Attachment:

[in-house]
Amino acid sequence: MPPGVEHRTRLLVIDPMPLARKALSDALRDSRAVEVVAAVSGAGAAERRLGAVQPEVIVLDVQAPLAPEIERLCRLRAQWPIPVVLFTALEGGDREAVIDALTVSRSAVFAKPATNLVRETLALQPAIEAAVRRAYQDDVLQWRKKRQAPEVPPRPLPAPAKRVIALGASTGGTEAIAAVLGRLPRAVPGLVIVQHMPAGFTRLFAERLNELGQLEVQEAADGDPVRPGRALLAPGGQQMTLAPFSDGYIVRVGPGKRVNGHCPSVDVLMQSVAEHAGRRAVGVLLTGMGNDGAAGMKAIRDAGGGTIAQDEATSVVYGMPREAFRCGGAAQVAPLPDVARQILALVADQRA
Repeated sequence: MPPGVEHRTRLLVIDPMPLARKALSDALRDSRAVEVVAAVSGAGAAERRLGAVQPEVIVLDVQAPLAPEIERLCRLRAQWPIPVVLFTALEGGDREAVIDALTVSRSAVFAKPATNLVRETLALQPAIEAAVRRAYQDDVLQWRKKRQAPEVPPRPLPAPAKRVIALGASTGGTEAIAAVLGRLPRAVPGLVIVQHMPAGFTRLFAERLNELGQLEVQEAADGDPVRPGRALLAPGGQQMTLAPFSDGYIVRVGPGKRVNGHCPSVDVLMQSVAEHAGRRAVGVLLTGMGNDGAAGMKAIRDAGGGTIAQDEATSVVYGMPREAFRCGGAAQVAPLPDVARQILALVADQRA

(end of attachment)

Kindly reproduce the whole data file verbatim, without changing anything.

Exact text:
[in-house]
Amino acid sequence: MPPGVEHRTRLLVIDPMPLARKALSDALRDSRAVEVVAAVSGAGAAERRLGAVQPEVIVLDVQAPLAPEIERLCRLRAQWPIPVVLFTALEGGDREAVIDALTVSRSAVFAKPATNLVRETLALQPAIEAAVRRAYQDDVLQWRKKRQAPEVPPRPLPAPAKRVIALGASTGGTEAIAAVLGRLPRAVPGLVIVQHMPAGFTRLFAERLNELGQLEVQEAADGDPVRPGRALLAPGGQQMTLAPFSDGYIVRVGPGKRVNGHCPSVDVLMQSVAEHAGRRAVGVLLTGMGNDGAAGMKAIRDAGGGTIAQDEATSVVYGMPREAFRCGGAAQVAPLPDVARQILALVADQRA
Repeated sequence: MPPGVEHRTRLLVIDPMPLARKALSDALRDSRAVEVVAAVSGAGAAERRLGAVQPEVIVLDVQAPLAPEIERLCRLRAQWPIPVVLFTALEGGDREAVIDALTVSRSAVFAKPATNLVRETLALQPAIEAAVRRAYQDDVLQWRKKRQAPEVPPRPLPAPAKRVIALGASTGGTEAIAAVLGRLPRAVPGLVIVQHMPAGFTRLFAERLNELGQLEVQEAADGDPVRPGRALLAPGGQQMTLAPFSDGYIVRVGPGKRVNGHCPSVDVLMQSVAEHAGRRAVGVLLTGMGNDGAAGMKAIRDAGGGTIAQDEATSVVYGMPREAFRCGGAAQVAPLPDVARQILALVADQRA